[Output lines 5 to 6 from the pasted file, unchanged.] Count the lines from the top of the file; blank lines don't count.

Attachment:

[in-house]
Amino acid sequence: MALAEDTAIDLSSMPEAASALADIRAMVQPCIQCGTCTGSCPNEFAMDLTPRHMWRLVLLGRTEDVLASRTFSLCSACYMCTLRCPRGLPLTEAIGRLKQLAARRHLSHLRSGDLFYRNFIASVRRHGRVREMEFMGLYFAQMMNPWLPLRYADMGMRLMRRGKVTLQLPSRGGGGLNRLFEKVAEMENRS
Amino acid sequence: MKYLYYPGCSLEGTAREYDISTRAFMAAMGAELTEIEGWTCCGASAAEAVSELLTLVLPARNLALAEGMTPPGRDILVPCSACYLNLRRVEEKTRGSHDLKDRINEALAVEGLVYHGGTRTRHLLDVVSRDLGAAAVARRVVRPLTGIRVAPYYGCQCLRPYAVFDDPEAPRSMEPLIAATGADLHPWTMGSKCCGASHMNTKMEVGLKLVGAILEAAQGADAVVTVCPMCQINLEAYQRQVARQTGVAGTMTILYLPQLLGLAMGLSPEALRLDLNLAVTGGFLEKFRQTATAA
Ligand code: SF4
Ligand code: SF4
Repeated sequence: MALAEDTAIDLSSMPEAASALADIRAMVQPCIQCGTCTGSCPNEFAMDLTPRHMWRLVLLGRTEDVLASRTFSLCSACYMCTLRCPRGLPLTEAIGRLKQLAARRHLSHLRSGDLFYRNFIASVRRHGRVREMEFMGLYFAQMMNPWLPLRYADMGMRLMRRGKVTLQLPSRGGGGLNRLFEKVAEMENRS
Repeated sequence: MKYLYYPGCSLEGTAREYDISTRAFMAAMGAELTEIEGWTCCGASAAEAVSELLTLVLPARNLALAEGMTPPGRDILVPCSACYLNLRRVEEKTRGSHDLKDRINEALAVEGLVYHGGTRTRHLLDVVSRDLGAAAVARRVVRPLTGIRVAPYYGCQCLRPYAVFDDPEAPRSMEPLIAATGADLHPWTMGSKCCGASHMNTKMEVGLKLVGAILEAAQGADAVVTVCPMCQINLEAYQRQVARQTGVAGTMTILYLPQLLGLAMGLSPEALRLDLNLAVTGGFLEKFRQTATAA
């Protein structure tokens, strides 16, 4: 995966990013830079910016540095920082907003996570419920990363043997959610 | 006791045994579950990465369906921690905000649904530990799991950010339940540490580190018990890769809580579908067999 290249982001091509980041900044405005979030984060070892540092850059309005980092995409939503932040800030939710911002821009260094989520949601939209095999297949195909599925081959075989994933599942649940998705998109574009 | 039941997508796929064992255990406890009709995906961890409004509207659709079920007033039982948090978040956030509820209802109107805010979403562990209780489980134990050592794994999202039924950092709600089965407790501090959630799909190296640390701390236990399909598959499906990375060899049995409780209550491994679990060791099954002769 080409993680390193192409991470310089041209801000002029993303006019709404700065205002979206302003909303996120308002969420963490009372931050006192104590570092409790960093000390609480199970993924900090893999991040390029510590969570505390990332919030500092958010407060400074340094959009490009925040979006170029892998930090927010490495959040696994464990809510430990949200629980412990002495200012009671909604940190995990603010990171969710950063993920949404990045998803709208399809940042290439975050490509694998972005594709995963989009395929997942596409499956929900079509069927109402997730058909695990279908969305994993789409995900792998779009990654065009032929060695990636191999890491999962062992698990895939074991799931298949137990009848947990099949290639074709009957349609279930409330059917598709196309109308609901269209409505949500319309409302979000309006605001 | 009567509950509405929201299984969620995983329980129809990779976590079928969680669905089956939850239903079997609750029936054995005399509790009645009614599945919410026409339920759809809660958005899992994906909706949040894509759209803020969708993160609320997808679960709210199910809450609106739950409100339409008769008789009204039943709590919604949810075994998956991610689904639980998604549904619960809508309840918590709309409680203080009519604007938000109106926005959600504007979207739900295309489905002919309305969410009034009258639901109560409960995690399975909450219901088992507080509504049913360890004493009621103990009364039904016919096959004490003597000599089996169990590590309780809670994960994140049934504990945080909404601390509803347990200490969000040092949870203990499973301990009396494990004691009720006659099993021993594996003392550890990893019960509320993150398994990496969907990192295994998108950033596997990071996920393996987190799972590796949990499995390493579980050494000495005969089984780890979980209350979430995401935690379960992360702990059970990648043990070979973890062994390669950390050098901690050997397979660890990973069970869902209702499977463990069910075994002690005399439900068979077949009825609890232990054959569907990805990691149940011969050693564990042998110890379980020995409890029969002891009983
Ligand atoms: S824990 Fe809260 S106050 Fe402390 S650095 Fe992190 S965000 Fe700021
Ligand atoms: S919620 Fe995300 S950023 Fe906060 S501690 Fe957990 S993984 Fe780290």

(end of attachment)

Ligand code: SF4
Repeated sequence: MALAEDTAIDLSSMPEAASALADIRAMVQPCIQCGTCTGSCPNEFAMDLTPRHMWRLVLLGRTEDVLASRTFSLCSACYMCTLRCPRGLPLTEAIGRLKQLAARRHLSHLRSGDLFYRNFIASVRRHGRVREMEFMGLYFAQMMNPWLPLRYADMGMRLMRRGKVTLQLPSRGGGGLNRLFEKVAEMENRS